Deepak Bhatt, MD, MPH

Dr. Deepak Bhatt is a cardiologist at Brigham and Women's Hospital and VA Boston Healthcare and Professor of Medicine at Harvard Medical School. He serves as the Chief of Cardiology at VA Boston Healthcare and is the Director of the Integrated Interventional Cardiovascular Program at Brigham and Women's Hospital and VA Boston Healthcare. Dr. Bhatt's research focuses on preventive cardiology and best practices for managing heart attack and other acute coronary syndromes. He is the author or coauthor of more than 500 publications. Dr. Bhatt earned his medical degree from Cornell University and a masters of public health from the Harvard School of Public Health. He completed his internship and residency in internal medicine at the Hospital of the University of Pennsylvania, and was a fellow in interventional cardiology and cerebral and peripheral vascular intervention at the Cleveland Clinic.

Posts by Deepak Bhatt, MD, MPH

Aspirin for primary prevention of cardiovascular disease, part 2

The results of another clinical trial add to the evidence that healthy people without a history of cardiovascular disease should not take a daily aspirin for the prevention of a heart attack or stroke.

The new cholesterol guidelines: What you need to know

The cholesterol guidelines from the American College of Cardiology and American Heart Association have been updated for the first time since 2013. Notably, target cholesterol levels have been returned to the guidelines for people in specific circumstances, to be achieved through medications and lifestyle changes.

Aspirin for primary prevention of cardiovascular disease?

While taking aspirin daily to prevent a second heart attack or stroke is well established, the results of a new study showed that taking a daily aspirin to prevent cardiovascular disease, in people without any known disease already, did not provide a significant benefit.

Low levels of HDL (the “good” cholesterol) appear connected to many health risks, not just heart disease

Low LDL cholesterol and high HDL cholesterol lower your risk for cardiovascular disease. That is what the studies have always shown us. But a new study suggests that low HDL itself may not be the risk factor for heart disease we thought it was. It could merely be a sign of an unhealthy lifestyle, or other health risk factors, that also contribute to heart disease. Trying to find medications to raise HDL cholesterol may not be as effective as encouraging people to adopt healthier habits.

Many ways to lower cholesterol will reduce heart disease risk

Research shows that lowering cholesterol using a variety of approaches–including medications and diet–can lower the chances of having a cardiovascular event, including a heart attack. For people at high risk for a heart attack, cholesterol-lowering statins are usually the first-line treatment. For people who can’t take statins, other drugs may help.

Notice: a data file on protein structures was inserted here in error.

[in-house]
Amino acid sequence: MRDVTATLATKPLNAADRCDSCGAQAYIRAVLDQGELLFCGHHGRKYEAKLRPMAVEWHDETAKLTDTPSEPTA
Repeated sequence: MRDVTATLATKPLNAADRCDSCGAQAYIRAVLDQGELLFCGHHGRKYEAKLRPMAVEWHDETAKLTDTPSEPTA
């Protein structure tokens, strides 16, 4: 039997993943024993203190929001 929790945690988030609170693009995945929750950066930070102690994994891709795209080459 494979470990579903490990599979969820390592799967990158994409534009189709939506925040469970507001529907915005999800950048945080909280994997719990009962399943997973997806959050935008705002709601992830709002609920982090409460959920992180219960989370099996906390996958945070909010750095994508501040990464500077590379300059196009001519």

Silent heart attacks: Much more common than we thought in both men and women

We typically think of heart attacks as sudden, chest-clutching agony. But the reality is that nearly half of all heart attacks have no symptoms at all and go completely unnoticed by the people experiencing them — and, alarmingly, these “clinically silent” heart attacks are nearly identical to more overt heart attacks in terms of the damage they cause and the risk to a person’s future health.

Update on the SPRINT trial: Preliminary results pan out

Formally published results of the SPRINT trial confirm the early conclusions released in September. A target systolic blood pressure (the top number) of 120 mm Hg or less offers real health benefits, including a lower risk for cardiovascular problems and even death. Even if you don’t have high blood pressure, the results are so compelling that everyone should know his or her blood pressure and develop a plan with a primary care physician to achieve and maintain the “ideal” blood pressure for them.

The SPRINT trial: A major advance in treating high blood pressure

The SPRINT study was a large clinical trial involving people with high blood pressure who were at increased risk for heart disease or who already had kidney disease. The results of this study showed that aiming for a systolic blood pressure of 120 mm Hg instead of the current 140 mm Hg target greatly reduced the chances of developing serious cardiovascular problems. On average, reaching the target required 3 blood pressure drugs instead of 2. If you already have well-controlled blood pressure, you don’t need to rush to see your doctor about this, but it’s worth having a conversation with your primary care physician about the potential benefits of a lower blood pressure target.

“Stress” cardiomyopathy: A different kind of heart attack

The expression “you almost gave me a heart attack” is often used to express sudden shock or surprise. In fact, there is a specific type of heart attack commonly linked with sudden emotional stress. It is called takotsubo cardiomyopathy. Although it was once believed to be less harmful than a “typical” heart attack (which is caused by a lack of blood flow to the heart muscle), doctors are now learning more about this condition and finding that it can be just as dangerous for patients as the more common type of heart attack. More research is needed to learn how to best care for people with takotsubo cardiomyopathy and lower their risk for future heart problems.